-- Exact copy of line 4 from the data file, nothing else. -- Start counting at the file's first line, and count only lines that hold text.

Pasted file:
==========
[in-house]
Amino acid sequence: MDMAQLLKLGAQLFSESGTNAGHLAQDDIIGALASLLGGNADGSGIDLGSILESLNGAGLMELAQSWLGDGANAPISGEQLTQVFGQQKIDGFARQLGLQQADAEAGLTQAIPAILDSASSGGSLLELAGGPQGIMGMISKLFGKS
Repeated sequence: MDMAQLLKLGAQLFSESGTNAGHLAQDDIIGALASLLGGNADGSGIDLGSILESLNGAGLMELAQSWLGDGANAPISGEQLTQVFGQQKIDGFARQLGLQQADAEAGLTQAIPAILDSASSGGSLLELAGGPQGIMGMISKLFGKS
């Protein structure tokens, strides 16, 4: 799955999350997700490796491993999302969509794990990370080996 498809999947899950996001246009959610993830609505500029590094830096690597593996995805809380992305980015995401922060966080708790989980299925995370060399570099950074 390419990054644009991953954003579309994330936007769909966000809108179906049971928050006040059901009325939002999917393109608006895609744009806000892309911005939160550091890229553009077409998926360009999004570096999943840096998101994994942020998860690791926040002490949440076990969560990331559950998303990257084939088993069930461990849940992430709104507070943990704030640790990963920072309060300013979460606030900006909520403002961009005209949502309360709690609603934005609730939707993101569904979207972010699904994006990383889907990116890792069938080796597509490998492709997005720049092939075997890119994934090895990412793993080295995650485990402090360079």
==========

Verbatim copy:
């Protein structure tokens, strides 16, 4: 799955999350997700490796491993999302969509794990990370080996 498809999947899950996001246009959610993830609505500029590094830096690597593996995805809380992305980015995401922060966080708790989980299925995370060399570099950074 390419990054644009991953954003579309994330936007769909966000809108179906049971928050006040059901009325939002999917393109608006895609744009806000892309911005939160550091890229553009077409998926360009999004570096999943840096998101994994942020998860690791926040002490949440076990969560990331559950998303990257084939088993069930461990849940992430709104507070943990704030640790990963920072309060300013979460606030900006909520403002961009005209949502309360709690609603934005609730939707993101569904979207972010699904994006990383889907990116890792069938080796597509490998492709997005720049092939075997890119994934090895990412793993080295995650485990402090360079």